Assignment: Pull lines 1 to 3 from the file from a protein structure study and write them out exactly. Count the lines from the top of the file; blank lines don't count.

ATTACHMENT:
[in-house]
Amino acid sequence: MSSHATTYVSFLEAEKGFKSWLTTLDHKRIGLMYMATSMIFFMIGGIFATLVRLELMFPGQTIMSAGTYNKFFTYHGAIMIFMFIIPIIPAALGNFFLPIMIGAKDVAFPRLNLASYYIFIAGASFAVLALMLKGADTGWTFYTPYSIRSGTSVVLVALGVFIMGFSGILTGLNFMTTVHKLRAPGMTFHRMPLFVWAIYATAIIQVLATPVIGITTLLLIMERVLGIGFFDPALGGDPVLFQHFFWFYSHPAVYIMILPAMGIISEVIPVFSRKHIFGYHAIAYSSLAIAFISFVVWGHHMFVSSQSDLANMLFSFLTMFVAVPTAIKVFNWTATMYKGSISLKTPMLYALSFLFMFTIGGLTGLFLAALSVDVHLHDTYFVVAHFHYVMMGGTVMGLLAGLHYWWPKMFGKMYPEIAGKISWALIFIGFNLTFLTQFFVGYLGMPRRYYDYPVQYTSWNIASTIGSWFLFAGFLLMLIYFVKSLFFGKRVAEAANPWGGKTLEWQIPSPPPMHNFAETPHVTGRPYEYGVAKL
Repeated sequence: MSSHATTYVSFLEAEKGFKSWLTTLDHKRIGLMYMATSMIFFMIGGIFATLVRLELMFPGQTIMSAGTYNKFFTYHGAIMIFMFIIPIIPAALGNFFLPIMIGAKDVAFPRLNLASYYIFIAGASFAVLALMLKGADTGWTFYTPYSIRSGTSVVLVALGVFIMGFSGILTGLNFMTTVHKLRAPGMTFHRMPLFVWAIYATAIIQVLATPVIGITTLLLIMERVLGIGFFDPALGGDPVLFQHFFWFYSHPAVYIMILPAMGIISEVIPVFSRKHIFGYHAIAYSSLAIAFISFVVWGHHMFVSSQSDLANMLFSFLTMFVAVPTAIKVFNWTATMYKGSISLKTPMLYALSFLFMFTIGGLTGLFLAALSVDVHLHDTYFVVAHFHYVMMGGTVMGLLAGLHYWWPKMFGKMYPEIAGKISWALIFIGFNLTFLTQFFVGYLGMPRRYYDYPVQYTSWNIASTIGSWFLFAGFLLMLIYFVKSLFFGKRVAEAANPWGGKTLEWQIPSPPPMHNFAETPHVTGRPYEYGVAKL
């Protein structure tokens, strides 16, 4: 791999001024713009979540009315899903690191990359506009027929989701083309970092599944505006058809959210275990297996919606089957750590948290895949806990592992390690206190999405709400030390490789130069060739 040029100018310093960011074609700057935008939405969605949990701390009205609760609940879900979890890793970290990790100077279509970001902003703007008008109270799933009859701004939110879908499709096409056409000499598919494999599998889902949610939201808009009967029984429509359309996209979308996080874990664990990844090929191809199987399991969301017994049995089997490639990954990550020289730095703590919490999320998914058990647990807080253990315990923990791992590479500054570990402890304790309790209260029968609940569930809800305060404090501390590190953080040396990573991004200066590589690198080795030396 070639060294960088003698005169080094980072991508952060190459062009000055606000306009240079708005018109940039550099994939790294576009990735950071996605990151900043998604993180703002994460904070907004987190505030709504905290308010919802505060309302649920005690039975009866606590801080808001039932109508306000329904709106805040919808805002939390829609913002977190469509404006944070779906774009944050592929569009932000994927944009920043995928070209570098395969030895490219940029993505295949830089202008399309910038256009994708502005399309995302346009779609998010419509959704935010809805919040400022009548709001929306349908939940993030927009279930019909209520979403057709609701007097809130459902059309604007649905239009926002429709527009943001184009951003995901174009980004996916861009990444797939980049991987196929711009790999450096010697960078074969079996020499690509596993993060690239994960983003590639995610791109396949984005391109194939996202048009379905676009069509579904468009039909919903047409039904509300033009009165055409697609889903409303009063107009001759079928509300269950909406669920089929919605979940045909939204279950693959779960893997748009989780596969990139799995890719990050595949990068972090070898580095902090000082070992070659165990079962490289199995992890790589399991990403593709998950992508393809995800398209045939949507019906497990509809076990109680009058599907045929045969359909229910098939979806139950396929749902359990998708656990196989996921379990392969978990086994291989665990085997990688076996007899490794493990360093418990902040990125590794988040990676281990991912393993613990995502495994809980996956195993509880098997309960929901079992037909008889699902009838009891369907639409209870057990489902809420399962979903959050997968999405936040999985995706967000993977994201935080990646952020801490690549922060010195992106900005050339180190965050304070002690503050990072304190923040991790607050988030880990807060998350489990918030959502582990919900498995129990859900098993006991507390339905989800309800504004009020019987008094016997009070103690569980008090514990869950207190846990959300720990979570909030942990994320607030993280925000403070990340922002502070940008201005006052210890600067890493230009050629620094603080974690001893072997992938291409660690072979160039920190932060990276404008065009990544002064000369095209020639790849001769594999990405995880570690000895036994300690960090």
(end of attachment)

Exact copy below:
[in-house]
Amino acid sequence: MSSHATTYVSFLEAEKGFKSWLTTLDHKRIGLMYMATSMIFFMIGGIFATLVRLELMFPGQTIMSAGTYNKFFTYHGAIMIFMFIIPIIPAALGNFFLPIMIGAKDVAFPRLNLASYYIFIAGASFAVLALMLKGADTGWTFYTPYSIRSGTSVVLVALGVFIMGFSGILTGLNFMTTVHKLRAPGMTFHRMPLFVWAIYATAIIQVLATPVIGITTLLLIMERVLGIGFFDPALGGDPVLFQHFFWFYSHPAVYIMILPAMGIISEVIPVFSRKHIFGYHAIAYSSLAIAFISFVVWGHHMFVSSQSDLANMLFSFLTMFVAVPTAIKVFNWTATMYKGSISLKTPMLYALSFLFMFTIGGLTGLFLAALSVDVHLHDTYFVVAHFHYVMMGGTVMGLLAGLHYWWPKMFGKMYPEIAGKISWALIFIGFNLTFLTQFFVGYLGMPRRYYDYPVQYTSWNIASTIGSWFLFAGFLLMLIYFVKSLFFGKRVAEAANPWGGKTLEWQIPSPPPMHNFAETPHVTGRPYEYGVAKL
Repeated sequence: MSSHATTYVSFLEAEKGFKSWLTTLDHKRIGLMYMATSMIFFMIGGIFATLVRLELMFPGQTIMSAGTYNKFFTYHGAIMIFMFIIPIIPAALGNFFLPIMIGAKDVAFPRLNLASYYIFIAGASFAVLALMLKGADTGWTFYTPYSIRSGTSVVLVALGVFIMGFSGILTGLNFMTTVHKLRAPGMTFHRMPLFVWAIYATAIIQVLATPVIGITTLLLIMERVLGIGFFDPALGGDPVLFQHFFWFYSHPAVYIMILPAMGIISEVIPVFSRKHIFGYHAIAYSSLAIAFISFVVWGHHMFVSSQSDLANMLFSFLTMFVAVPTAIKVFNWTATMYKGSISLKTPMLYALSFLFMFTIGGLTGLFLAALSVDVHLHDTYFVVAHFHYVMMGGTVMGLLAGLHYWWPKMFGKMYPEIAGKISWALIFIGFNLTFLTQFFVGYLGMPRRYYDYPVQYTSWNIASTIGSWFLFAGFLLMLIYFVKSLFFGKRVAEAANPWGGKTLEWQIPSPPPMHNFAETPHVTGRPYEYGVAKL